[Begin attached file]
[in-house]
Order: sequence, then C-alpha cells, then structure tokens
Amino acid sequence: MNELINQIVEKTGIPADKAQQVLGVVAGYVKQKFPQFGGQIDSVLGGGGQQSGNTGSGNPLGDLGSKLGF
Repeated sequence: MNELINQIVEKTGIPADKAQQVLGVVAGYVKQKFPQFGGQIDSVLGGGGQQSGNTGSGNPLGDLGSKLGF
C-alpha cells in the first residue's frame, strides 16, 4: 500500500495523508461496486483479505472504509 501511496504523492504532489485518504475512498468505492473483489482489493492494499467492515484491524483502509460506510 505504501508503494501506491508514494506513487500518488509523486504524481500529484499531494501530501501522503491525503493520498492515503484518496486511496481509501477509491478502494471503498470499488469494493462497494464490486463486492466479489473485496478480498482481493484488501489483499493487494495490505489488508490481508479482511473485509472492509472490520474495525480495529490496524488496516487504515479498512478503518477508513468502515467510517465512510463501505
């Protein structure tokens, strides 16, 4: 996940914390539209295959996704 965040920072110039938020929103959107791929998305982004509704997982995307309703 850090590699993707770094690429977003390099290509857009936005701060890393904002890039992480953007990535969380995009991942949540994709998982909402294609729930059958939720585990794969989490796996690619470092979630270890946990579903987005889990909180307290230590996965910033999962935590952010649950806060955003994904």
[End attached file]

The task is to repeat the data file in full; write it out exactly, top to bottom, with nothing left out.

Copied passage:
[in-house]
Order: sequence, then C-alpha cells, then structure tokens
Amino acid sequence: MNELINQIVEKTGIPADKAQQVLGVVAGYVKQKFPQFGGQIDSVLGGGGQQSGNTGSGNPLGDLGSKLGF
Repeated sequence: MNELINQIVEKTGIPADKAQQVLGVVAGYVKQKFPQFGGQIDSVLGGGGQQSGNTGSGNPLGDLGSKLGF
C-alpha cells in the first residue's frame, strides 16, 4: 500500500495523508461496486483479505472504509 501511496504523492504532489485518504475512498468505492473483489482489493492494499467492515484491524483502509460506510 505504501508503494501506491508514494506513487500518488509523486504524481500529484499531494501530501501522503491525503493520498492515503484518496486511496481509501477509491478502494471503498470499488469494493462497494464490486463486492466479489473485496478480498482481493484488501489483499493487494495490505489488508490481508479482511473485509472492509472490520474495525480495529490496524488496516487504515479498512478503518477508513468502515467510517465512510463501505
């Protein structure tokens, strides 16, 4: 996940914390539209295959996704 965040920072110039938020929103959107791929998305982004509704997982995307309703 850090590699993707770094690429977003390099290509857009936005701060890393904002890039992480953007990535969380995009991942949540994709998982909402294609729930059958939720585990794969989490796996690619470092979630270890946990579903987005889990909180307290230590996965910033999962935590952010649950806060955003994904």